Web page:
• Inverse Psoriasis appears as very red lesions in body folds, typically behind the knee, under the arm or in the groin, and it may appear smooth and shiny. It often accompanies another type of psoriasis simultaneously.
  • Pustular Psoriasis is accompanied by white pustules or blisters surrounded by red skin. The pus contains white blood cells, but it is not an infection, nor is it contagious. It most commonly occurs on the hands and feet.
  • Erythrodermic Psoriasis is a severe form that leads to widespread, fiery redness over most of the body. It can cause severe itching and pain, while the skin may come off. Although, it generally appears on people who have unstable plaque psoriasis, it is rare, occurring only in 3% of psoriasis sufferers.

Psoriasis is believed to be hereditary, with most people developing the disease due to external factors working in conjunction with genetics. There are many different ways to treat psoriasis, including biologic medications, systemic medications, UVB phototherapy, excimer laser therapy, pulsed dye laser treatments, and topical medications. The best way to prevent flare ups is to avoid known triggers such as stress, infections, and certain medications.

Source: American Academy of Dermatology

Source: National Psoriasis Foundation


Poison Ivy, Oak, and Sumac are poisonous plants that can cause a burning, itching rash to appear on the skin. When there’s physical contact with any part of the plant, or an object, animal, or item of clothing that came in contact with the urushiol oil contained in the plant, a rash will appear on the skin. More than 80% of people are susceptible to this kind of rash, which may appear with:

  • Itching
  • Hives
  • Red, swollen skin
  • Blisters

Prescription medications and steroid ointments are available to treat rashes that result from contact with poison oak, ivy, and sumac urushiol oils. The only way to prevent them is to avoid physical contact with these plants.

Source: American Academy of Dermatology


Rosacea is a disease that affects the skin of the face. Most common symptoms include blushing and persistent facial redness, a blotchy red facial rash, or pimple-like lesions resembling acne. Rosacea affects the eyes in many patients as well, causing a watery or bloodshot appearance, burning, stinging, or swollen eyelids.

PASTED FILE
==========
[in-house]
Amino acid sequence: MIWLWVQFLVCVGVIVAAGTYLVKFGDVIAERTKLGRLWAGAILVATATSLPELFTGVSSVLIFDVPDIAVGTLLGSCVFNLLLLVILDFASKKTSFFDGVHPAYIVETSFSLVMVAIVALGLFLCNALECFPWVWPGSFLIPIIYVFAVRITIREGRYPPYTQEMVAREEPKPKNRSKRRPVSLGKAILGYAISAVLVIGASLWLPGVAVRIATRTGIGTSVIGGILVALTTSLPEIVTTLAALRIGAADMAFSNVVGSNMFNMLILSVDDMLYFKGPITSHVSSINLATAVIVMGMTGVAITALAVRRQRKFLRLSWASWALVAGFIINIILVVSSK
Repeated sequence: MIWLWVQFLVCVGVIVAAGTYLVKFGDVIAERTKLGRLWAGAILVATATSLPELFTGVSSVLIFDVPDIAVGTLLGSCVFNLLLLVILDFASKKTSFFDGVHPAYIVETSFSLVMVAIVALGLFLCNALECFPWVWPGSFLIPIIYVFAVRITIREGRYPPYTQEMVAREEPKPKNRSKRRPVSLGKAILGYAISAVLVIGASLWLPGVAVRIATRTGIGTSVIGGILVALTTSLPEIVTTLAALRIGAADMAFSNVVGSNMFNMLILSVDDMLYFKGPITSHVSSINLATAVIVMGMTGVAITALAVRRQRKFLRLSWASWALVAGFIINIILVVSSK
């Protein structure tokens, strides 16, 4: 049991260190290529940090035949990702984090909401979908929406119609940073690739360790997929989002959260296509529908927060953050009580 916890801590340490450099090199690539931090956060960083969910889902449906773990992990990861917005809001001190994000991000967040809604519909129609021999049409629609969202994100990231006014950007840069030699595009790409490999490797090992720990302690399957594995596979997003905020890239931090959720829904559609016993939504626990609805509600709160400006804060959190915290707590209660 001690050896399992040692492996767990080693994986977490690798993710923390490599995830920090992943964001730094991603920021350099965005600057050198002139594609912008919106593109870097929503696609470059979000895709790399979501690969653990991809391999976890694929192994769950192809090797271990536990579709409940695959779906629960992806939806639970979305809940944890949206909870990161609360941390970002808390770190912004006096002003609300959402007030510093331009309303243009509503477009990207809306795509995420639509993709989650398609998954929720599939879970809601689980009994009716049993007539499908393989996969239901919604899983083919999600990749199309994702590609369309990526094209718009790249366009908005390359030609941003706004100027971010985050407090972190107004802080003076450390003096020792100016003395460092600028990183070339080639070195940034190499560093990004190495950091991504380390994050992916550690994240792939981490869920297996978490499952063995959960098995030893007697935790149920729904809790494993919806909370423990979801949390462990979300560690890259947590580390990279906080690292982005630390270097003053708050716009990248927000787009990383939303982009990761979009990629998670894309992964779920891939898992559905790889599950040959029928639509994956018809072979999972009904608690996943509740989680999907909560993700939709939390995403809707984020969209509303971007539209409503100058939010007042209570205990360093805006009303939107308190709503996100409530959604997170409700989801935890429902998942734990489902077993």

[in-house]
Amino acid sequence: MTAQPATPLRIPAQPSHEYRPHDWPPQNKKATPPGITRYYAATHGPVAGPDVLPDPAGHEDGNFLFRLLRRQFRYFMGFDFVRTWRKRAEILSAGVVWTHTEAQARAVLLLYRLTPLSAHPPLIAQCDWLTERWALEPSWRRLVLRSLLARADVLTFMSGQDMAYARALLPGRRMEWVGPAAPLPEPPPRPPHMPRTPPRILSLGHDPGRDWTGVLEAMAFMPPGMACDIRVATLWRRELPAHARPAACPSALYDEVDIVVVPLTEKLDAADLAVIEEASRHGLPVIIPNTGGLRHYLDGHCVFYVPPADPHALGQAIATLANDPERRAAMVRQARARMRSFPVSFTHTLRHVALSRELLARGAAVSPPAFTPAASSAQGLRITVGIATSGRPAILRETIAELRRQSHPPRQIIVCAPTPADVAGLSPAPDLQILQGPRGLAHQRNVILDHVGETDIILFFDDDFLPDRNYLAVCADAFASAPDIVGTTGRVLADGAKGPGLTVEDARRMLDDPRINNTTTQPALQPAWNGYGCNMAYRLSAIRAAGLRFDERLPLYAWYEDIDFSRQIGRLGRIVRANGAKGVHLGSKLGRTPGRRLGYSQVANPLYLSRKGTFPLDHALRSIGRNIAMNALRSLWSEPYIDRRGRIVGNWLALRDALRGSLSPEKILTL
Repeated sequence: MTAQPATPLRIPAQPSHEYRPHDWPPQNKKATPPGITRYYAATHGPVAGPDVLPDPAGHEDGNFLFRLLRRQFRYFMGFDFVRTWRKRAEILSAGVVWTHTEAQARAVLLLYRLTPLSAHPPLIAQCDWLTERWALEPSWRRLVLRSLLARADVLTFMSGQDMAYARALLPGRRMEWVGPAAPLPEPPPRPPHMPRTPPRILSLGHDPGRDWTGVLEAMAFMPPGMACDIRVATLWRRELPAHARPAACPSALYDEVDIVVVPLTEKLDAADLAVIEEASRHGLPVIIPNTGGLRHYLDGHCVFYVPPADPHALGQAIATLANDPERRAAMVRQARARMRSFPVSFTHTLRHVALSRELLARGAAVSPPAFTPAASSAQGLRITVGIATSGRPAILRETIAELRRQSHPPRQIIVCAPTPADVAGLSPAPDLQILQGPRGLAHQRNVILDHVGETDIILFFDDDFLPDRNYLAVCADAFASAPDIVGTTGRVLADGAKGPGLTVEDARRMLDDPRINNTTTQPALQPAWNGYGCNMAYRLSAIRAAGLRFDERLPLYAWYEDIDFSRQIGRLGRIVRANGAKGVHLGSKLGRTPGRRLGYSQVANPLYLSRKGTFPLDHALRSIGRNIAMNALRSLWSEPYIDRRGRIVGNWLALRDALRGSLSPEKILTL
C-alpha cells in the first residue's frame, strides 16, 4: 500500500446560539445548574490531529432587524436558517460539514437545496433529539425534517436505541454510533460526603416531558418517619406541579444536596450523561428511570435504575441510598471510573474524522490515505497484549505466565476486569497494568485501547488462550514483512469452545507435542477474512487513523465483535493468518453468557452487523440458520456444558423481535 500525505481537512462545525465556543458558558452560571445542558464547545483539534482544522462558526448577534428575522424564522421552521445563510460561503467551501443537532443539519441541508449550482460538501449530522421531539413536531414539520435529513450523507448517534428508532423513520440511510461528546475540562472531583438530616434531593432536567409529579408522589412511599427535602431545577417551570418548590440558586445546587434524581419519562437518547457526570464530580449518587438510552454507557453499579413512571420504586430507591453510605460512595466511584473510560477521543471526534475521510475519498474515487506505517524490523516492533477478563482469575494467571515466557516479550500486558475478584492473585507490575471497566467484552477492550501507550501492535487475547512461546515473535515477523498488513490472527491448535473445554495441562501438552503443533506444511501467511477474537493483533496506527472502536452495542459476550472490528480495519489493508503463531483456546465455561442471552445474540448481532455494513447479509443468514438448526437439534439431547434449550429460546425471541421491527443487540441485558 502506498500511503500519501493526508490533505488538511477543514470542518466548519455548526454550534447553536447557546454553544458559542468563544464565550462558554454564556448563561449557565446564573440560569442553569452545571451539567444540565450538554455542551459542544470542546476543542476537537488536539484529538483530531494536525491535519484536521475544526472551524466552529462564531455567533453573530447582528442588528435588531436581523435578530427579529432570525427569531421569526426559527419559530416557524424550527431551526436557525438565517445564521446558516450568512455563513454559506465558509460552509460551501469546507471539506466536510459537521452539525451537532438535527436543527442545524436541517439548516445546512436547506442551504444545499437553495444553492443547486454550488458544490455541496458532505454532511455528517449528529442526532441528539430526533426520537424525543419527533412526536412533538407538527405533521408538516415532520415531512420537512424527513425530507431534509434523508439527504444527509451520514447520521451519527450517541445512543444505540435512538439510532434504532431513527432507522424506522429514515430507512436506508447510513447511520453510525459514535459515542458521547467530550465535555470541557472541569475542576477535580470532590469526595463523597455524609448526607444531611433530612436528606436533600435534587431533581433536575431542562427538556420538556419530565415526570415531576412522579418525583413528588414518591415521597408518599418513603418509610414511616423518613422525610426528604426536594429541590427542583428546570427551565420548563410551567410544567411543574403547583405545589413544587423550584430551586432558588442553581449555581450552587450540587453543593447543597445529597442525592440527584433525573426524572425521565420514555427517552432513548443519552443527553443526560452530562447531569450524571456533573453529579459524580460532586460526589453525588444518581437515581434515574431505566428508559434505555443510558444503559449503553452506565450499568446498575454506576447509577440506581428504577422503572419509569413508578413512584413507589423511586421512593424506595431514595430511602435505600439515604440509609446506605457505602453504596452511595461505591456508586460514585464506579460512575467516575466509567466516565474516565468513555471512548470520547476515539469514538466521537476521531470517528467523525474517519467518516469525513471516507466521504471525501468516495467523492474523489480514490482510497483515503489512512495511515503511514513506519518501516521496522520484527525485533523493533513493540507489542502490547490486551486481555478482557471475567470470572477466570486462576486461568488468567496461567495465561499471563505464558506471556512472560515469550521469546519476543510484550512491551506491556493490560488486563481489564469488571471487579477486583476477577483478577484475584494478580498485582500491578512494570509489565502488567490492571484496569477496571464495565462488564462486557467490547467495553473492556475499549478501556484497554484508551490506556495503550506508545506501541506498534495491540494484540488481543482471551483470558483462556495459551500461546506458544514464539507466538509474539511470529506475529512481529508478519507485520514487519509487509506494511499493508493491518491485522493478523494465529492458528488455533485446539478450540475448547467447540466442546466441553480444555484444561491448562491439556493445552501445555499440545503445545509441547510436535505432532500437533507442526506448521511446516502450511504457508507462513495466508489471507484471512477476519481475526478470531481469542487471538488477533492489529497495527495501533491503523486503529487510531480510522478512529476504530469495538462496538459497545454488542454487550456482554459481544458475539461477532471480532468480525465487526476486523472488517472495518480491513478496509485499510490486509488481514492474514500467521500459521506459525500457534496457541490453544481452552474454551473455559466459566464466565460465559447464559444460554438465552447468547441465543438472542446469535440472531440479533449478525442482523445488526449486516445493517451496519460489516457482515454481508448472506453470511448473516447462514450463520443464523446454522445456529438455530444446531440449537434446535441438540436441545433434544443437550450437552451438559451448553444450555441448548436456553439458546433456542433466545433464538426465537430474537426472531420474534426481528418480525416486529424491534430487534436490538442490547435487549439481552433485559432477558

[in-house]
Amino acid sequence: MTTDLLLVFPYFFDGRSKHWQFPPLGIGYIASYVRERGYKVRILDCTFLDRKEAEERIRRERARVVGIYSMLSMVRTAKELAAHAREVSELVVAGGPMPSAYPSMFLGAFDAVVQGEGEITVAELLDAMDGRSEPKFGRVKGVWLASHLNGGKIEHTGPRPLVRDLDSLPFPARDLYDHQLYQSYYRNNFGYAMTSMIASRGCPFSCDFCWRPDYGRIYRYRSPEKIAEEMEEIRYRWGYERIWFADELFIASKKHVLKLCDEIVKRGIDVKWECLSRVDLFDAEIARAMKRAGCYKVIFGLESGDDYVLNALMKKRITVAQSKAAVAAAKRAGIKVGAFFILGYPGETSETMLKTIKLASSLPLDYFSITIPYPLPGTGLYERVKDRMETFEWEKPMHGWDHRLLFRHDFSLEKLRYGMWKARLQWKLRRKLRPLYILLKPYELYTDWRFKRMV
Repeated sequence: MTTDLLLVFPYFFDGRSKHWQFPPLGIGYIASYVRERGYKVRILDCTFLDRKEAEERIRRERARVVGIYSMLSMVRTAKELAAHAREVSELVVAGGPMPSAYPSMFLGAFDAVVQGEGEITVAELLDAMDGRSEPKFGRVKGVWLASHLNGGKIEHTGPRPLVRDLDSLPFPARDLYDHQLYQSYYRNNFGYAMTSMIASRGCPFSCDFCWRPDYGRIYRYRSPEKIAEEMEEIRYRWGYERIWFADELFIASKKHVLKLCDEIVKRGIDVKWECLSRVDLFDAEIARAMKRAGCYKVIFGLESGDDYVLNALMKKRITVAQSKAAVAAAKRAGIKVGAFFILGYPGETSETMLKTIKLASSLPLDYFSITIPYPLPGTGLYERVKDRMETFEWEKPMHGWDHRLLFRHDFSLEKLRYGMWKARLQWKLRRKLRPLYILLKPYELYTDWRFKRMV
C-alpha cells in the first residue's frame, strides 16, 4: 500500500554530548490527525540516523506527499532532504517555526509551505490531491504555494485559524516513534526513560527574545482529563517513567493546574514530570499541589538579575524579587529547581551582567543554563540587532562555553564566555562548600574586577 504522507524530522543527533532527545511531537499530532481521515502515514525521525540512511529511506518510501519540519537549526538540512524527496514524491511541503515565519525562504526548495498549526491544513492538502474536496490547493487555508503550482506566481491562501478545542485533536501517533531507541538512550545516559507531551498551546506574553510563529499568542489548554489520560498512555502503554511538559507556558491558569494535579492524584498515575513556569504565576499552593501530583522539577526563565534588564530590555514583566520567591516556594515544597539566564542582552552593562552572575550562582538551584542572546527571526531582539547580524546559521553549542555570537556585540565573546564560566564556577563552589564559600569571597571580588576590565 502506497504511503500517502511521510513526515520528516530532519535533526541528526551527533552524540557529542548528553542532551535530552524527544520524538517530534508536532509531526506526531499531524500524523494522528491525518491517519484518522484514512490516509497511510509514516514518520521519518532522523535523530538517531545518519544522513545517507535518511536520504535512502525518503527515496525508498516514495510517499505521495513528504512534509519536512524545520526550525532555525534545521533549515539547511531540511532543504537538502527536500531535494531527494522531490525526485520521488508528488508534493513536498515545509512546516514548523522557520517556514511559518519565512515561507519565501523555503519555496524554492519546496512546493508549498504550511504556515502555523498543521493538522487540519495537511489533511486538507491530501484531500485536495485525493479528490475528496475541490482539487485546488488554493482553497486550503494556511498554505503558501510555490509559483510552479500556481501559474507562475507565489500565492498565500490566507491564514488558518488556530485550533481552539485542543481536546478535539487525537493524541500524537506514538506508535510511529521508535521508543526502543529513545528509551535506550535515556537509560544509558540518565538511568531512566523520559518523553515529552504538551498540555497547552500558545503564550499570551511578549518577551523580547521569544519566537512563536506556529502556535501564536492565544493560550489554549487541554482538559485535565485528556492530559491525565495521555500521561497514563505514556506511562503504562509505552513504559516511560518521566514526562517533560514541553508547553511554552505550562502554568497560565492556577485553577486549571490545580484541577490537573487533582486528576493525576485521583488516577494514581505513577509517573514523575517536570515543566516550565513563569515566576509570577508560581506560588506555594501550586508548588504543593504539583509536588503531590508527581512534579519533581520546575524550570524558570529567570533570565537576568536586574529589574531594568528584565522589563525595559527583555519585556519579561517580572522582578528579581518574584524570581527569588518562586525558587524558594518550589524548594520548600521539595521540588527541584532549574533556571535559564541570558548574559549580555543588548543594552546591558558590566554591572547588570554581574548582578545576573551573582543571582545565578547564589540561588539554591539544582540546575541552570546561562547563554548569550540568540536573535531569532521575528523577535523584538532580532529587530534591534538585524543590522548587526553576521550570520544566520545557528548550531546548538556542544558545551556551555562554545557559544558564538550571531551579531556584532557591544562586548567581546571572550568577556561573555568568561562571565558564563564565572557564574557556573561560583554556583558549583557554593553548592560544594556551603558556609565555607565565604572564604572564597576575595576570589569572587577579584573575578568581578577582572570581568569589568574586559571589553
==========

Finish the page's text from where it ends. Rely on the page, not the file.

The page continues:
The cause of rosacea is unknown, but some factors that can make it worse include sun exposure, cold weather, spicy foods, alcohol, and caffeine. Topical creams or oral therapies may be prescribed, as well as laser or light therapies. Saline and prescription eyedrops, and oral antibiotics are often needed to alleviate ocular rosacea. Rosacea sufferers should avoid anything that irritates the skin, look for hypoallergenic products, and use sunscreen daily. Green-tinted cosmetics may help mask the condition.

Source: American Academy of Dermatology

Source: National Rosacea Society


Shingles is a rash on the skin that affects the nervous system and can irritate and cause pain. The varicella-zoster virus, the same virus that causes chickenpox, also causes shingles. People over the age of 50 are at higher risk for contracting shingles. Those enduring certain procedures or stressful situations with a weakened immune system are more susceptible to contracting shingles. Having had chickenpox also puts a person at risk for contracting shingles. Some symptoms include:

  • Headaches
  • Nausea
  • Fever
  • Painful, burning, itching sensations
  • A ring of the rash that will most likely form around the waist
  • Rash with a series of blisters filled with fluid, before scabbing

Antiviral drugs are prescribed to speed recovery from shingles. Although shingles itself cannot be prevented, the chickenpox vaccine prevents chickenpox and therefore decreases the likelihood that a vaccinated individual will later develop shingles.

Source: National Shingles Foundation

Source: National Institute of Neurological Disorders and Stroke


Warts are benign skin growths that appear on the skin when the human papillomavirus (HPV) infects the skin. Wart viruses are contagious and can spread by contact with a wart or something that touched a wart. They can appear on any part of the body and are often skin-colored and feel rough, but can also be dark, flat, and smooth. Anyone can contract warts, but some are more prone than others including children, teens, people who pick at or bite their nails, or people with a weakened immune system.

Some common treatments for warts are cryotherapy (including over-the-counter freezing treatments), salicylic acid (over-the-counter Compound W and the like), candida antigen immunotherapy, Aldara cream, and surgical removal. If self-treatments do not work after a period of 4 to 12 weeks, contact our dermatologist. We will assess your warts and recommend the best option.

Source: American Academy of Dermatology

Source: Mayo Foundation for Medical Education and Research

Skin Cancers